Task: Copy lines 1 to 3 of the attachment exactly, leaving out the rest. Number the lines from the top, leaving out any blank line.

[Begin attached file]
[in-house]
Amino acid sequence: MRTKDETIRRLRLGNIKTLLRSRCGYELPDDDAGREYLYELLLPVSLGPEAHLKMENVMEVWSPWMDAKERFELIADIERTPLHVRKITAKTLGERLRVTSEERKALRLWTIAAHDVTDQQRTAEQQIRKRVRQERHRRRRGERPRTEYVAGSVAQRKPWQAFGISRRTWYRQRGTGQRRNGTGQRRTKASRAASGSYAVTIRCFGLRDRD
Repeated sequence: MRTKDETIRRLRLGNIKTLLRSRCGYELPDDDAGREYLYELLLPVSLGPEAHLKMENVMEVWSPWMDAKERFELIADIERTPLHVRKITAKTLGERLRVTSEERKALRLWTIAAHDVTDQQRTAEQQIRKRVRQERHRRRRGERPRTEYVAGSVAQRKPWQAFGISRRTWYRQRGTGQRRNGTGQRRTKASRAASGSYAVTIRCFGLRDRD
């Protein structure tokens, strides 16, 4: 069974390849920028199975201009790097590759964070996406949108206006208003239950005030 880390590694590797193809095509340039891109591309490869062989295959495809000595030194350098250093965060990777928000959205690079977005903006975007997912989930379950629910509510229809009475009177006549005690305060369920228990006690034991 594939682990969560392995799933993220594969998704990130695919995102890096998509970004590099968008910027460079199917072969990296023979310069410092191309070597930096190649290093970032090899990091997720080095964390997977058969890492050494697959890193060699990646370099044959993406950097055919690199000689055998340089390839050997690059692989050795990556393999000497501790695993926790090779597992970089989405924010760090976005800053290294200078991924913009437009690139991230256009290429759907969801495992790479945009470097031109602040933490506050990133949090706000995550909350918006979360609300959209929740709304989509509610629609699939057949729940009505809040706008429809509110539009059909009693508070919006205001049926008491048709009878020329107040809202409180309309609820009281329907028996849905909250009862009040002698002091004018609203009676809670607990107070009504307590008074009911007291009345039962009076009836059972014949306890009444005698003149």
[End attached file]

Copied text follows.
[in-house]
Amino acid sequence: MRTKDETIRRLRLGNIKTLLRSRCGYELPDDDAGREYLYELLLPVSLGPEAHLKMENVMEVWSPWMDAKERFELIADIERTPLHVRKITAKTLGERLRVTSEERKALRLWTIAAHDVTDQQRTAEQQIRKRVRQERHRRRRGERPRTEYVAGSVAQRKPWQAFGISRRTWYRQRGTGQRRNGTGQRRTKASRAASGSYAVTIRCFGLRDRD
Repeated sequence: MRTKDETIRRLRLGNIKTLLRSRCGYELPDDDAGREYLYELLLPVSLGPEAHLKMENVMEVWSPWMDAKERFELIADIERTPLHVRKITAKTLGERLRVTSEERKALRLWTIAAHDVTDQQRTAEQQIRKRVRQERHRRRRGERPRTEYVAGSVAQRKPWQAFGISRRTWYRQRGTGQRRNGTGQRRTKASRAASGSYAVTIRCFGLRDRD